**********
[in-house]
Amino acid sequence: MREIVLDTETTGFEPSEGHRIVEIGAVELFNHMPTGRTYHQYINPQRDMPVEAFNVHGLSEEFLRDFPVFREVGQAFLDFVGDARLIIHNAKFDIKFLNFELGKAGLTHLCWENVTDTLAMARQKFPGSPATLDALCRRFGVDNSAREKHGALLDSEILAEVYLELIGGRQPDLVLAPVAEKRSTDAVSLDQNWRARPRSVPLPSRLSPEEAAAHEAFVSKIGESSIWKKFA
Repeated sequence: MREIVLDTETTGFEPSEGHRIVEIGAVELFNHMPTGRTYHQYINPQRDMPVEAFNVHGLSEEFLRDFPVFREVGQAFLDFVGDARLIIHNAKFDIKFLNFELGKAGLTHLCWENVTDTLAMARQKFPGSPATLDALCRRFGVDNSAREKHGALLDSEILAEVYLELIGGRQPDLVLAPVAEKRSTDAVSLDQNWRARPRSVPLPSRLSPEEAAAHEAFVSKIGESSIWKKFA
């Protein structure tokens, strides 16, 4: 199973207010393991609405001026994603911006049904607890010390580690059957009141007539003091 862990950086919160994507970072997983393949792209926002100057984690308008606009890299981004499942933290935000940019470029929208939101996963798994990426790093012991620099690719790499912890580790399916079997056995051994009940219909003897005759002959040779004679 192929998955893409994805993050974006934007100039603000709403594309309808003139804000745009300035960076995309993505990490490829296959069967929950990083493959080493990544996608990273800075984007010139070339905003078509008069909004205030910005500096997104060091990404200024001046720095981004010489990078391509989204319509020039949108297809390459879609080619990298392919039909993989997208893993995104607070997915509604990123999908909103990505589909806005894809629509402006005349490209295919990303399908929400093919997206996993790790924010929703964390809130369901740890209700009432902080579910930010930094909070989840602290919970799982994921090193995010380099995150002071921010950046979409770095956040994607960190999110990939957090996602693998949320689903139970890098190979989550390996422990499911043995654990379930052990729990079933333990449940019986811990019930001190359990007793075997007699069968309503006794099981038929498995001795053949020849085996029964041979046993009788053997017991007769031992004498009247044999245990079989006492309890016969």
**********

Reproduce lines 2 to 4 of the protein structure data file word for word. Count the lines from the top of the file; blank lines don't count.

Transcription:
Amino acid sequence: MREIVLDTETTGFEPSEGHRIVEIGAVELFNHMPTGRTYHQYINPQRDMPVEAFNVHGLSEEFLRDFPVFREVGQAFLDFVGDARLIIHNAKFDIKFLNFELGKAGLTHLCWENVTDTLAMARQKFPGSPATLDALCRRFGVDNSAREKHGALLDSEILAEVYLELIGGRQPDLVLAPVAEKRSTDAVSLDQNWRARPRSVPLPSRLSPEEAAAHEAFVSKIGESSIWKKFA
Repeated sequence: MREIVLDTETTGFEPSEGHRIVEIGAVELFNHMPTGRTYHQYINPQRDMPVEAFNVHGLSEEFLRDFPVFREVGQAFLDFVGDARLIIHNAKFDIKFLNFELGKAGLTHLCWENVTDTLAMARQKFPGSPATLDALCRRFGVDNSAREKHGALLDSEILAEVYLELIGGRQPDLVLAPVAEKRSTDAVSLDQNWRARPRSVPLPSRLSPEEAAAHEAFVSKIGESSIWKKFA
């Protein structure tokens, strides 16, 4: 199973207010393991609405001026994603911006049904607890010390580690059957009141007539003091 862990950086919160994507970072997983393949792209926002100057984690308008606009890299981004499942933290935000940019470029929208939101996963798994990426790093012991620099690719790499912890580790399916079997056995051994009940219909003897005759002959040779004679 192929998955893409994805993050974006934007100039603000709403594309309808003139804000745009300035960076995309993505990490490829296959069967929950990083493959080493990544996608990273800075984007010139070339905003078509008069909004205030910005500096997104060091990404200024001046720095981004010489990078391509989204319509020039949108297809390459879609080619990298392919039909993989997208893993995104607070997915509604990123999908909103990505589909806005894809629509402006005349490209295919990303399908929400093919997206996993790790924010929703964390809130369901740890209700009432902080579910930010930094909070989840602290919970799982994921090193995010380099995150002071921010950046979409770095956040994607960190999110990939957090996602693998949320689903139970890098190979989550390996422990499911043995654990379930052990729990079933333990449940019986811990019930001190359990007793075997007699069968309503006794099981038929498995001795053949020849085996029964041979046993009788053997017991007769031992004498009247044999245990079989006492309890016969």